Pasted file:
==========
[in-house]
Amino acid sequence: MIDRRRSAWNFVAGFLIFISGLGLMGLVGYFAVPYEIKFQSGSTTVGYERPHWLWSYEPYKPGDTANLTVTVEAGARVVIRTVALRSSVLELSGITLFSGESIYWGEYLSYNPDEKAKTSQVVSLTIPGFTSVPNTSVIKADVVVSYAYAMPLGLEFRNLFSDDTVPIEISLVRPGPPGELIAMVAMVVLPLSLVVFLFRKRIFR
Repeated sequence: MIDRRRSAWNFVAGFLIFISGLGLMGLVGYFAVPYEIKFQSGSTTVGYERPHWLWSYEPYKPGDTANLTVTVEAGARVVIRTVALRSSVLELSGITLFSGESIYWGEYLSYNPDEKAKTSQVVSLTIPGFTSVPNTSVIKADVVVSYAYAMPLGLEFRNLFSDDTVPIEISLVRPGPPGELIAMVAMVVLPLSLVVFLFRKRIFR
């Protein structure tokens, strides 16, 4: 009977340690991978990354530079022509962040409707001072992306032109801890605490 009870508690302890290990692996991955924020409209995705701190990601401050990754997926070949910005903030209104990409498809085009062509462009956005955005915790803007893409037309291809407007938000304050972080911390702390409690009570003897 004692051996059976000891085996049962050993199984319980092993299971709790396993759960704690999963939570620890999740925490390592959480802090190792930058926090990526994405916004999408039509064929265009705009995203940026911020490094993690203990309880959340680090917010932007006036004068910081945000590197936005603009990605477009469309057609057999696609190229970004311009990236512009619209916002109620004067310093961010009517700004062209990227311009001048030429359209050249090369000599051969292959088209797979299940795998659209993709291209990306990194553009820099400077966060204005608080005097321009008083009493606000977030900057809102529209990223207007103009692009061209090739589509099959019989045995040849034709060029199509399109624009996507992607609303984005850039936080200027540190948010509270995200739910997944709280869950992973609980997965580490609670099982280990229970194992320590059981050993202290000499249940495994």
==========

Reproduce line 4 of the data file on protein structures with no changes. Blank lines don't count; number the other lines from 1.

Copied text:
């Protein structure tokens, strides 16, 4: 009977340690991978990354530079022509962040409707001072992306032109801890605490 009870508690302890290990692996991955924020409209995705701190990601401050990754997926070949910005903030209104990409498809085009062509462009956005955005915790803007893409037309291809407007938000304050972080911390702390409690009570003897 004692051996059976000891085996049962050993199984319980092993299971709790396993759960704690999963939570620890999740925490390592959480802090190792930058926090990526994405916004999408039509064929265009705009995203940026911020490094993690203990309880959340680090917010932007006036004068910081945000590197936005603009990605477009469309057609057999696609190229970004311009990236512009619209916002109620004067310093961010009517700004062209990227311009001048030429359209050249090369000599051969292959088209797979299940795998659209993709291209990306990194553009820099400077966060204005608080005097321009008083009493606000977030900057809102529209990223207007103009692009061209090739589509099959019989045995040849034709060029199509399109624009996507992607609303984005850039936080200027540190948010509270995200739910997944709280869950992973609980997965580490609670099982280990229970194992320590059981050993202290000499249940495994």